Each colored Pikmin has different abilities (blue Pikmin are the only ones able to enter water, for example), and two new types are introduced: rock Pikmin, who look like rocks and can crash through environmental barriers, and the winged pink Pikmin, who can fly and carry items in the air. Off-TV play is also included, so you can play the game right on your Wii U Gamepad. (E10 )
"Pokemon X and Y"
The "Pokemon" series finally moves into the third dimension with "X" and "Y" (which differ in the Pokemon available in each game). Aside from 3D movement and character models, the games have loads of new features, 69 new Pokemon, character customization, smoother online play and an extra evolution stage for specific Pokemon, the mystery of which drives the plot. (E)
"Fire Emblem: Awakening"
The latest in the "Fire Emblem" series (which isn't played enough by gamers outside of Japan), "Awakening" has all you could want in a tactical RPG game. Strategy is the key to winning, meaning you have to think and contemplate your moves as you direct your units on the battlefield.
A new gameplay addition is the ability to change a unit's class; there are more than 40 base classes to choose from, not including the classes that can be upgraded to one of two promotions based on your choice. Other additions are the ability to pair units together -- which may lead to them getting married and having a child that can eventually join your army -- as well as StreetPass features and downloadable content.
Additionally, thanks to optional casual mode, "Awakening" is extremely accessible to newcomers of the franchise or the tactical RPG genre. Those who consider themselves pros, on the other hand, can play in classic mode, which features permadeath. Along with the mode, you'll have four difficulty levels (normal, hard, lunatic and the unlockable lunatic ) to choose from, ensuring that the game is as difficult as you'd like. (T)
"Animal Crossing: New Leaf"
The newest entry in the "Animal Crossing" franchise, "New Leaf" doesn't expand much on what Nintendo's odd life-simulation series has to offer. You are now the mayor of your town (meaning you'll have mayoral responsibilities), and the abilities to swim in the ocean and buy pants are introduced.
Apart from that, the gameplay is what fans are used to, with the game progressing in real time. The main reason to play is to collect various fossils, fish and insects. (E)
(PS3, Xbox 360, Wii U, Playstation Vita, PC; Xbox One and PS4 editions in February)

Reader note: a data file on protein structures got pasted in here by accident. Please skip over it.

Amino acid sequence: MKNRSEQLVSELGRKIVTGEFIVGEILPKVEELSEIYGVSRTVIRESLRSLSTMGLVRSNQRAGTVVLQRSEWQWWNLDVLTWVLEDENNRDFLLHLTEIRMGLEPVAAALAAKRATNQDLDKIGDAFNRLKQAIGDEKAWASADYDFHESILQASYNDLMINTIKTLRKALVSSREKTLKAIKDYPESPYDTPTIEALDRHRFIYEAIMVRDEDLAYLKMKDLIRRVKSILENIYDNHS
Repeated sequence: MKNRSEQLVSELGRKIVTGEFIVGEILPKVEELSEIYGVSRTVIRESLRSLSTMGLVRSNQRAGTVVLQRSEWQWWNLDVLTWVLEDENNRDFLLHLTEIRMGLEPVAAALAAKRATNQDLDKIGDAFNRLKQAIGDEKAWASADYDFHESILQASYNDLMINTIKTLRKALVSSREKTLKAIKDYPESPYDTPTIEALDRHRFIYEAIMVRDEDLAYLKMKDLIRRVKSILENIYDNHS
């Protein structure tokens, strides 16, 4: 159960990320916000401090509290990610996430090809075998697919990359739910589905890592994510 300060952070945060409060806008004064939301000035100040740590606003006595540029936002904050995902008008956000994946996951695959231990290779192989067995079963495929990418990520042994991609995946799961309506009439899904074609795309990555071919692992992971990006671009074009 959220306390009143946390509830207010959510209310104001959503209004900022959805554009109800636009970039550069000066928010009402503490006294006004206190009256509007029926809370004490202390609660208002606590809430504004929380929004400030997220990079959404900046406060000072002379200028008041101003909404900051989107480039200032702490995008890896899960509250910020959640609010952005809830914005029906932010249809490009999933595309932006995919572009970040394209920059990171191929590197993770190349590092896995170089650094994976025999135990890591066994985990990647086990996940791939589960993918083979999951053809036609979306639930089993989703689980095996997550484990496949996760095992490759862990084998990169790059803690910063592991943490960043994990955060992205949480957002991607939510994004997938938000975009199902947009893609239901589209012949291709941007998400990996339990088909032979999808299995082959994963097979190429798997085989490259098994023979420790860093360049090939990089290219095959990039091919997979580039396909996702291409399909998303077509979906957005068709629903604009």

With its perfect gameplay and stunningly gorgeous hand-drawn graphics, "Rayman Legends" is the 2D platformer you're looking for this holiday season. It features more than 120 levels and local multiplayer co-op (two players on the Playstation Vita, up to five on the Wii U and four on other consoles) as well as online challenges that appear daily and weekly. (E10 )
"DmC: Devil May Cry"
(PS3, Xbox 360, PC)
Set in an alternate reality, this is a reboot of the "Devil May Cry" series. Developed by Ninja Theory (best known for its underrated "Heavenly Sword" and "Enslaved: Oddysey to the West) as opposed to the original series' Capcom, it is my pick for game of the year.
The standard, addictive hack-and-slash gameplay is here with plenty of weapons to unlock, and the game is as hard as other franchise entries with its seven difficulty modes. "DmC" offers a highly engrossing, satirical plot that gets surprisingly philosophical, and it's a great pick for anyone looking for a fun action game. (M)
"Grand Theft Auto V"
(PS3, Xbox 360)
The fifth entry in Rockstar's long-running "Grand Theft Auto" series features some serious changes. You now control three main characters, which have interconnecting storylines and can be switched to at will, and you also have access to the biggest setting in a Rockstar title, with the game world spanning 49 square miles. Featuring the standard Rockstar-refined third-person shooting, "GTA V" also has new activities such as BASE-jumping and scuba diving and a robust online multiplayer mode with up to 16 players. (M)